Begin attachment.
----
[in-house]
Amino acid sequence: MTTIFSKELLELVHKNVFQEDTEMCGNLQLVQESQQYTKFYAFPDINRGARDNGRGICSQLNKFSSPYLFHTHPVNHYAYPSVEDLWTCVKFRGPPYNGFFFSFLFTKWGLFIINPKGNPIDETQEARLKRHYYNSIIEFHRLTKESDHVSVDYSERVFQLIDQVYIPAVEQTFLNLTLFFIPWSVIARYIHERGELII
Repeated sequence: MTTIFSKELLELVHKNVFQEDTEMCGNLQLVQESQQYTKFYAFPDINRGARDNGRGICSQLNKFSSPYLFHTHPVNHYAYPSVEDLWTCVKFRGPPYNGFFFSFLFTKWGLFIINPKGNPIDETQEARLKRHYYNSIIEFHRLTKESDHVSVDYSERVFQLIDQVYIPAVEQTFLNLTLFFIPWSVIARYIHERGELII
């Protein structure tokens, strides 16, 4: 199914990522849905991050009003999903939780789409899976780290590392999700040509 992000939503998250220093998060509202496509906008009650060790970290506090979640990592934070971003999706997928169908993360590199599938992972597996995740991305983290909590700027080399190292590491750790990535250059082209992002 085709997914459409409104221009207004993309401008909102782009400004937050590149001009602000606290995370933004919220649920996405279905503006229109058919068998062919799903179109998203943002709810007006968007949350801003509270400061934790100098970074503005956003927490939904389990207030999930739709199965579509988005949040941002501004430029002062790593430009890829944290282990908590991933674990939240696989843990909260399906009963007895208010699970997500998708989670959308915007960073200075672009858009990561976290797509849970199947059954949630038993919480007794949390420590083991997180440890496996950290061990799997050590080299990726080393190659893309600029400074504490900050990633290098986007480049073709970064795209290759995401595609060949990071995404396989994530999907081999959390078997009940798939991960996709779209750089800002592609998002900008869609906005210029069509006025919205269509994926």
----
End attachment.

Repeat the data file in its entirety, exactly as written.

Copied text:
[in-house]
Amino acid sequence: MTTIFSKELLELVHKNVFQEDTEMCGNLQLVQESQQYTKFYAFPDINRGARDNGRGICSQLNKFSSPYLFHTHPVNHYAYPSVEDLWTCVKFRGPPYNGFFFSFLFTKWGLFIINPKGNPIDETQEARLKRHYYNSIIEFHRLTKESDHVSVDYSERVFQLIDQVYIPAVEQTFLNLTLFFIPWSVIARYIHERGELII
Repeated sequence: MTTIFSKELLELVHKNVFQEDTEMCGNLQLVQESQQYTKFYAFPDINRGARDNGRGICSQLNKFSSPYLFHTHPVNHYAYPSVEDLWTCVKFRGPPYNGFFFSFLFTKWGLFIINPKGNPIDETQEARLKRHYYNSIIEFHRLTKESDHVSVDYSERVFQLIDQVYIPAVEQTFLNLTLFFIPWSVIARYIHERGELII
């Protein structure tokens, strides 16, 4: 199914990522849905991050009003999903939780789409899976780290590392999700040509 992000939503998250220093998060509202496509906008009650060790970290506090979640990592934070971003999706997928169908993360590199599938992972597996995740991305983290909590700027080399190292590491750790990535250059082209992002 085709997914459409409104221009207004993309401008909102782009400004937050590149001009602000606290995370933004919220649920996405279905503006229109058919068998062919799903179109998203943002709810007006968007949350801003509270400061934790100098970074503005956003927490939904389990207030999930739709199965579509988005949040941002501004430029002062790593430009890829944290282990908590991933674990939240696989843990909260399906009963007895208010699970997500998708989670959308915007960073200075672009858009990561976290797509849970199947059954949630038993919480007794949390420590083991997180440890496996950290061990799997050590080299990726080393190659893309600029400074504490900050990633290098986007480049073709970064795209290759995401595609060949990071995404396989994530999907081999959390078997009940798939991960996709779209750089800002592609998002900008869609906005210029069509006025919205269509994926």